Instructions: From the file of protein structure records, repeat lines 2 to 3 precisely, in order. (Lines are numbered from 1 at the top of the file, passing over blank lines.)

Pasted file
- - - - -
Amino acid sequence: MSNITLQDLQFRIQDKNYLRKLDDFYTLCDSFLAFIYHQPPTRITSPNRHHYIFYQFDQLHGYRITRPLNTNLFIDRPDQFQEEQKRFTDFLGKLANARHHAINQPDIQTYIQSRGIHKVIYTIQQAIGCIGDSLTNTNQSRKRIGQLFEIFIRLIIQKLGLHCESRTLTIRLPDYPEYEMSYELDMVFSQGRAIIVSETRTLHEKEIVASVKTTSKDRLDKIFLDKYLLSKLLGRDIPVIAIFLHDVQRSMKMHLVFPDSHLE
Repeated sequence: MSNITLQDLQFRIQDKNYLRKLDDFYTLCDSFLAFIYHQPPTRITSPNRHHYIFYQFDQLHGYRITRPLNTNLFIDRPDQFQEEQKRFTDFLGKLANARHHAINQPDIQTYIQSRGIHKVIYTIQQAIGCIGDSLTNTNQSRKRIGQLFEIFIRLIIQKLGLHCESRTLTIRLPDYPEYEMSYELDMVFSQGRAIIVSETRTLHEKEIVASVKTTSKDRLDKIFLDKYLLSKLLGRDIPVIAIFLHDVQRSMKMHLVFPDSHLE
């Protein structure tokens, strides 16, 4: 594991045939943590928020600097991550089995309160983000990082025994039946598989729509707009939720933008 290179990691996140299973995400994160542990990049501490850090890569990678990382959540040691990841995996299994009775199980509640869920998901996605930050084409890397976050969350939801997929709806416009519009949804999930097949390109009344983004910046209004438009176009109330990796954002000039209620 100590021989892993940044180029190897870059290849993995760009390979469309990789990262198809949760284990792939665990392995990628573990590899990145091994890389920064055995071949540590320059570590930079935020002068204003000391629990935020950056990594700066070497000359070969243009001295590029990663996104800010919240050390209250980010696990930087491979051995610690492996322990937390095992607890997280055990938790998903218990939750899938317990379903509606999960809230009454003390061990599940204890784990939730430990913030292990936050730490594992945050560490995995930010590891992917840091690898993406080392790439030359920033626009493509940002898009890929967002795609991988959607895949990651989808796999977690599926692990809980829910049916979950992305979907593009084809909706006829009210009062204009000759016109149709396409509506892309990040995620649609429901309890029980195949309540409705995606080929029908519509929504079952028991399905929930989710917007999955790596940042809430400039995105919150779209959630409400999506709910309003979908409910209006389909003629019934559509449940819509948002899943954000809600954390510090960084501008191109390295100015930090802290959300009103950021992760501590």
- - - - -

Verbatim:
Repeated sequence: MSNITLQDLQFRIQDKNYLRKLDDFYTLCDSFLAFIYHQPPTRITSPNRHHYIFYQFDQLHGYRITRPLNTNLFIDRPDQFQEEQKRFTDFLGKLANARHHAINQPDIQTYIQSRGIHKVIYTIQQAIGCIGDSLTNTNQSRKRIGQLFEIFIRLIIQKLGLHCESRTLTIRLPDYPEYEMSYELDMVFSQGRAIIVSETRTLHEKEIVASVKTTSKDRLDKIFLDKYLLSKLLGRDIPVIAIFLHDVQRSMKMHLVFPDSHLE
């Protein structure tokens, strides 16, 4: 594991045939943590928020600097991550089995309160983000990082025994039946598989729509707009939720933008 290179990691996140299973995400994160542990990049501490850090890569990678990382959540040691990841995996299994009775199980509640869920998901996605930050084409890397976050969350939801997929709806416009519009949804999930097949390109009344983004910046209004438009176009109330990796954002000039209620 100590021989892993940044180029190897870059290849993995760009390979469309990789990262198809949760284990792939665990392995990628573990590899990145091994890389920064055995071949540590320059570590930079935020002068204003000391629990935020950056990594700066070497000359070969243009001295590029990663996104800010919240050390209250980010696990930087491979051995610690492996322990937390095992607890997280055990938790998903218990939750899938317990379903509606999960809230009454003390061990599940204890784990939730430990913030292990936050730490594992945050560490995995930010590891992917840091690898993406080392790439030359920033626009493509940002898009890929967002795609991988959607895949990651989808796999977690599926692990809980829910049916979950992305979907593009084809909706006829009210009062204009000759016109149709396409509506892309990040995620649609429901309890029980195949309540409705995606080929029908519509929504079952028991399905929930989710917007999955790596940042809430400039995105919150779209959630409400999506709910309003979908409910209006389909003629019934559509449940819509948002899943954000809600954390510090960084501008191109390295100015930090802290959300009103950021992760501590």